I began to give my spiel. Began talking about my master plan and my magnum opus, and everyone laughed at me. Because it sounds ridiculous. Any writer will tell you that my career, as I have set it, is impossible. And when I tell them what I am doing no one takes me seriously.

One night I was exhausted. I had been up writing for twenty-four hours and was shocked and dazed, and a comment was made, and I broke. I started talking about my productivity. Started telling them what I was doing and I told them I had written five series. I told them I vowed to never publish a book in a series until all in that series was done, and I made the ludicrous vow that I would publish a new book every April 15th and October 5th. A guy grabbed the comment, posted it on a major fantasy discussion page, and I was ripped into by a pack of jackals.

They said my books had to be terrible. They told me I could never do what I was pledging to do and still create quality. They asked, who writes five books before they publish any? They got that wrong, it was five series. One woman asked what would happen when the outlines stopped and I found myself in the middle of a series with no ending for it. Again, they had gotten it wrong. They are not outlines; they are fully written novels. They tore me apart. The Alchemist defended me. A few caring hearts defended me, but for the most part I was a joke.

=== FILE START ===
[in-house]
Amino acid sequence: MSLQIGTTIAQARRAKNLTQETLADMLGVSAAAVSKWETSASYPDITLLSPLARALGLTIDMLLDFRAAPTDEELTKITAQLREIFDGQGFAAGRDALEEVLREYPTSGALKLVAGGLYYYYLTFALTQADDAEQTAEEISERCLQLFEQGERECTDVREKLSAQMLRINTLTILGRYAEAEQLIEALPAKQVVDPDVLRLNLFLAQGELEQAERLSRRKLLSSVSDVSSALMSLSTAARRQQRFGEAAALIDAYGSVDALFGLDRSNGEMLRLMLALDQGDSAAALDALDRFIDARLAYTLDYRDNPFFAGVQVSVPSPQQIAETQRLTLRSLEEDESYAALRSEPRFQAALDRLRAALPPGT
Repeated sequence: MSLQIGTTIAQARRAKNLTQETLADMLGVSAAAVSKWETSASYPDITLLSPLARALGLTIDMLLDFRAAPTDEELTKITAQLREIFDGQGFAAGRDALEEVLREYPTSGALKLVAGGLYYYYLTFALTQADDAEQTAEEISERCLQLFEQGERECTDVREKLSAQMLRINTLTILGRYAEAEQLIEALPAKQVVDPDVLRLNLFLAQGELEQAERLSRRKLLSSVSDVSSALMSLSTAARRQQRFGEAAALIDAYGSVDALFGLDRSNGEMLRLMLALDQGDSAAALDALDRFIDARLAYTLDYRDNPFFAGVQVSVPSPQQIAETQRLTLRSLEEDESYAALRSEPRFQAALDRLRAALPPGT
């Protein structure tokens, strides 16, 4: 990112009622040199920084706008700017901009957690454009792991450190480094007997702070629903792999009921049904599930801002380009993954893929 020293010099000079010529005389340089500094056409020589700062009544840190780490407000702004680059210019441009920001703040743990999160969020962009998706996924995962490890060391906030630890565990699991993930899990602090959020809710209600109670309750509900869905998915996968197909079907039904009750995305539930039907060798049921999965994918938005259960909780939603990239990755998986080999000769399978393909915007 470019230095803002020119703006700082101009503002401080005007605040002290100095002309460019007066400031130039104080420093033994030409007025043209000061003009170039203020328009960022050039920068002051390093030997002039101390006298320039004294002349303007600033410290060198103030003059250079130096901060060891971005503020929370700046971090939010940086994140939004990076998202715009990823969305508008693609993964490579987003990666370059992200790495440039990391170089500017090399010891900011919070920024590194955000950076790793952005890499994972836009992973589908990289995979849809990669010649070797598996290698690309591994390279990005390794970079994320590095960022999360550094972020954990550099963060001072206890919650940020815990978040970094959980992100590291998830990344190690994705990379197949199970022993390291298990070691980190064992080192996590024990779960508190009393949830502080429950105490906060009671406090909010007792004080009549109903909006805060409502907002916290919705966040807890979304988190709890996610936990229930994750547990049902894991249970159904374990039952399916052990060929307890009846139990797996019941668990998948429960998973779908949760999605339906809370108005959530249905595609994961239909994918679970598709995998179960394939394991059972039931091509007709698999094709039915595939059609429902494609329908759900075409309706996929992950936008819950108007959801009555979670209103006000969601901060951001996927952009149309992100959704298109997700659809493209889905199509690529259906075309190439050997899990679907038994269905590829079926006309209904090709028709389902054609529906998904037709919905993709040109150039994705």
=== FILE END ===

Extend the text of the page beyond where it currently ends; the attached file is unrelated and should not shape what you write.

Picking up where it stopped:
A traditionally published writer came out and pounded on me for a while. None of these people had read any of my work. But there was meat on the ground and everyone wanted to tenderize it for a while.

See I am The Lunatic. No one wants to believe what I am saying.

In the self-published fantasy world it is all about lists. Top ten reads of the year. Greatest female grimdark writers of the decade. Greatest series. Darkest writer. The world around me compiles as many lists as they can, and most of them ignore The Lunatic.

But they are starting to see I am off in the distance building a mad construction. They are starting to see I am keeping my promise and, as more reviews trickle in, they are getting quiet. Reviewers are helping. They don’t read the books, but they have started hosting blogs I have written on their sites. They talk about me in certain circles and they all see I am quietly building something they have never seen before.

One reviewer said if I had been published twenty years ago he truly believed I would be a legend by now. He talks about me all the time. Gets ahold of me to chat but still has never read my books.

A few readers have read all of it. They see the intricacies of what I am doing. They come to leave reviews at the base of my construct, but when they yell about me and tell everyone to read me, few listen.

One more bit before we get back to The Cannibal and why he is so important.

In self-published fantasy it is all about reputation. Let’s say you read another writer’s work and they are your friend. If you sing its praises, even though you did not like it, the readers you are trying to impress will judge your vision of quality. You say a book is good and it is not, your potential readers think, “This writer does not know a good book from a bad.” They don’t even take the time to read what you wrote, thinking you have bad tastes.